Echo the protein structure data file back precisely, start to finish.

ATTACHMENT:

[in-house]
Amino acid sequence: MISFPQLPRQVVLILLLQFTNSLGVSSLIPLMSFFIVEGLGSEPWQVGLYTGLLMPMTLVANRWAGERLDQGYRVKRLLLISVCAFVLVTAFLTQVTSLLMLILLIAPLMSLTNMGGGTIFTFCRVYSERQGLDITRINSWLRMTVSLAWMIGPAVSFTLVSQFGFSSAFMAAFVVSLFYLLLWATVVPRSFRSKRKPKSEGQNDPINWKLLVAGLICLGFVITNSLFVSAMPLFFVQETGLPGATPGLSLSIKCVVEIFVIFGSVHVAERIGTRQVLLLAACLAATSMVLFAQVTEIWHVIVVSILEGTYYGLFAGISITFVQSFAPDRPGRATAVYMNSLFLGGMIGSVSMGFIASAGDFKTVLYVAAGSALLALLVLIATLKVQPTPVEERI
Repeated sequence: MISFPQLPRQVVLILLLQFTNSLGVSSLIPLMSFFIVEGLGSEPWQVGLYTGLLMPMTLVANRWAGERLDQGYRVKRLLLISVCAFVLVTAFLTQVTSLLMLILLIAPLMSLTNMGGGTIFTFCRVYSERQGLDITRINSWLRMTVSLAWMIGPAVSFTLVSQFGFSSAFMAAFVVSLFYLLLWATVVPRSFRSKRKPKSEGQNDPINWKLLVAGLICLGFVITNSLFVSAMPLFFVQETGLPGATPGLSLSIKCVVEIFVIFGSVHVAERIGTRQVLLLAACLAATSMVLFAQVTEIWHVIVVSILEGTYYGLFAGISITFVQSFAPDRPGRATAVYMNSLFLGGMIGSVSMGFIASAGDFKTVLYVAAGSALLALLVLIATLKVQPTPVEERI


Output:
[in-house]
Amino acid sequence: MISFPQLPRQVVLILLLQFTNSLGVSSLIPLMSFFIVEGLGSEPWQVGLYTGLLMPMTLVANRWAGERLDQGYRVKRLLLISVCAFVLVTAFLTQVTSLLMLILLIAPLMSLTNMGGGTIFTFCRVYSERQGLDITRINSWLRMTVSLAWMIGPAVSFTLVSQFGFSSAFMAAFVVSLFYLLLWATVVPRSFRSKRKPKSEGQNDPINWKLLVAGLICLGFVITNSLFVSAMPLFFVQETGLPGATPGLSLSIKCVVEIFVIFGSVHVAERIGTRQVLLLAACLAATSMVLFAQVTEIWHVIVVSILEGTYYGLFAGISITFVQSFAPDRPGRATAVYMNSLFLGGMIGSVSMGFIASAGDFKTVLYVAAGSALLALLVLIATLKVQPTPVEERI
Repeated sequence: MISFPQLPRQVVLILLLQFTNSLGVSSLIPLMSFFIVEGLGSEPWQVGLYTGLLMPMTLVANRWAGERLDQGYRVKRLLLISVCAFVLVTAFLTQVTSLLMLILLIAPLMSLTNMGGGTIFTFCRVYSERQGLDITRINSWLRMTVSLAWMIGPAVSFTLVSQFGFSSAFMAAFVVSLFYLLLWATVVPRSFRSKRKPKSEGQNDPINWKLLVAGLICLGFVITNSLFVSAMPLFFVQETGLPGATPGLSLSIKCVVEIFVIFGSVHVAERIGTRQVLLLAACLAATSMVLFAQVTEIWHVIVVSILEGTYYGLFAGISITFVQSFAPDRPGRATAVYMNSLFLGGMIGSVSMGFIASAGDFKTVLYVAAGSALLALLVLIATLKVQPTPVEERI